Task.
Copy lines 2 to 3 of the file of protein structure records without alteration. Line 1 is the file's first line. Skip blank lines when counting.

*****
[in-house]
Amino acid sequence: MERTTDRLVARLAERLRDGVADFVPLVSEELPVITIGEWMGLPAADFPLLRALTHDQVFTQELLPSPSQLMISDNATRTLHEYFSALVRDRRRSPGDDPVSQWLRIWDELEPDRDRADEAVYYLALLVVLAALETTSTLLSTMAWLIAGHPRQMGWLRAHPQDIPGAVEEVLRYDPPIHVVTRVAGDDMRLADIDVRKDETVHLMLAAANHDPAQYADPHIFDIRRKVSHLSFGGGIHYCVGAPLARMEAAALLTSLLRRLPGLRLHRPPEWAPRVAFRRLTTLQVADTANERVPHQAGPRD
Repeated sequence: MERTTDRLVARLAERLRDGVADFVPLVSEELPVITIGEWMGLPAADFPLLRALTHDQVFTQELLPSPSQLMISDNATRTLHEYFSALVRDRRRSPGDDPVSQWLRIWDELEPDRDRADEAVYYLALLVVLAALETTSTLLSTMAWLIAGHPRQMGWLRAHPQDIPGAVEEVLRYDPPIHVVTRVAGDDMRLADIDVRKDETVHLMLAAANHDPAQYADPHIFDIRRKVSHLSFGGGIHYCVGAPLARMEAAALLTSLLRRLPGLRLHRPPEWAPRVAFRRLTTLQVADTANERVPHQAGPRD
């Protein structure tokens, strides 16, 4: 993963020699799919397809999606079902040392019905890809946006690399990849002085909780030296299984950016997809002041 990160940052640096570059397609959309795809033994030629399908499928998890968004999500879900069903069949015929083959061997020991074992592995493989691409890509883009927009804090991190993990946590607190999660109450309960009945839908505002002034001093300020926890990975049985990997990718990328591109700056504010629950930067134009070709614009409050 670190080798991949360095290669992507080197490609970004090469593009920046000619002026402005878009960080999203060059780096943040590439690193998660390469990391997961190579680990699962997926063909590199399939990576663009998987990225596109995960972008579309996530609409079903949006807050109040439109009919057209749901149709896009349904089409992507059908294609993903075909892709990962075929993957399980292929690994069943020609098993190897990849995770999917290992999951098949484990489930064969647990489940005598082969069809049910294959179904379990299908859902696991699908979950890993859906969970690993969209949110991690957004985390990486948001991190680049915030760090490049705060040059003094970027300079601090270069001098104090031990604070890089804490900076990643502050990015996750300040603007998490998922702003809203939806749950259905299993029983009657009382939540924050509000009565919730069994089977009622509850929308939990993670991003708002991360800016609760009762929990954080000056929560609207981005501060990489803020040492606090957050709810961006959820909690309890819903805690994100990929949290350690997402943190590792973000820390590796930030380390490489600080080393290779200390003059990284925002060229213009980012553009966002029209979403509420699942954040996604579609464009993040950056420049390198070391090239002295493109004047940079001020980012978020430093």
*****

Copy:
Amino acid sequence: MERTTDRLVARLAERLRDGVADFVPLVSEELPVITIGEWMGLPAADFPLLRALTHDQVFTQELLPSPSQLMISDNATRTLHEYFSALVRDRRRSPGDDPVSQWLRIWDELEPDRDRADEAVYYLALLVVLAALETTSTLLSTMAWLIAGHPRQMGWLRAHPQDIPGAVEEVLRYDPPIHVVTRVAGDDMRLADIDVRKDETVHLMLAAANHDPAQYADPHIFDIRRKVSHLSFGGGIHYCVGAPLARMEAAALLTSLLRRLPGLRLHRPPEWAPRVAFRRLTTLQVADTANERVPHQAGPRD
Repeated sequence: MERTTDRLVARLAERLRDGVADFVPLVSEELPVITIGEWMGLPAADFPLLRALTHDQVFTQELLPSPSQLMISDNATRTLHEYFSALVRDRRRSPGDDPVSQWLRIWDELEPDRDRADEAVYYLALLVVLAALETTSTLLSTMAWLIAGHPRQMGWLRAHPQDIPGAVEEVLRYDPPIHVVTRVAGDDMRLADIDVRKDETVHLMLAAANHDPAQYADPHIFDIRRKVSHLSFGGGIHYCVGAPLARMEAAALLTSLLRRLPGLRLHRPPEWAPRVAFRRLTTLQVADTANERVPHQAGPRD